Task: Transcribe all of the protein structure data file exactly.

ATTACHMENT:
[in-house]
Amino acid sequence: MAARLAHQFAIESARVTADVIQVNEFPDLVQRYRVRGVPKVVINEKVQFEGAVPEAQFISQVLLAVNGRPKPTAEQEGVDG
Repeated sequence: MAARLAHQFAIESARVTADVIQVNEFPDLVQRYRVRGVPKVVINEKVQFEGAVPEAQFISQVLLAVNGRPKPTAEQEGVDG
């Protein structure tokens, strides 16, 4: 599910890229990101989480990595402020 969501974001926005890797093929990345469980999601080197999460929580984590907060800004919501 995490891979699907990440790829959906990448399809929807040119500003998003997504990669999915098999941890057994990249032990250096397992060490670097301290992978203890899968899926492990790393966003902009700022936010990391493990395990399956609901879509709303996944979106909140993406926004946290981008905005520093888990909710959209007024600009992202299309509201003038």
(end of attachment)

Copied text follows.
[in-house]
Amino acid sequence: MAARLAHQFAIESARVTADVIQVNEFPDLVQRYRVRGVPKVVINEKVQFEGAVPEAQFISQVLLAVNGRPKPTAEQEGVDG
Repeated sequence: MAARLAHQFAIESARVTADVIQVNEFPDLVQRYRVRGVPKVVINEKVQFEGAVPEAQFISQVLLAVNGRPKPTAEQEGVDG
């Protein structure tokens, strides 16, 4: 599910890229990101989480990595402020 969501974001926005890797093929990345469980999601080197999460929580984590907060800004919501 995490891979699907990440790829959906990448399809929807040119500003998003997504990669999915098999941890057994990249032990250096397992060490670097301290992978203890899968899926492990790393966003902009700022936010990391493990395990399956609901879509709303996944979106909140993406926004946290981008905005520093888990909710959209007024600009992202299309509201003038």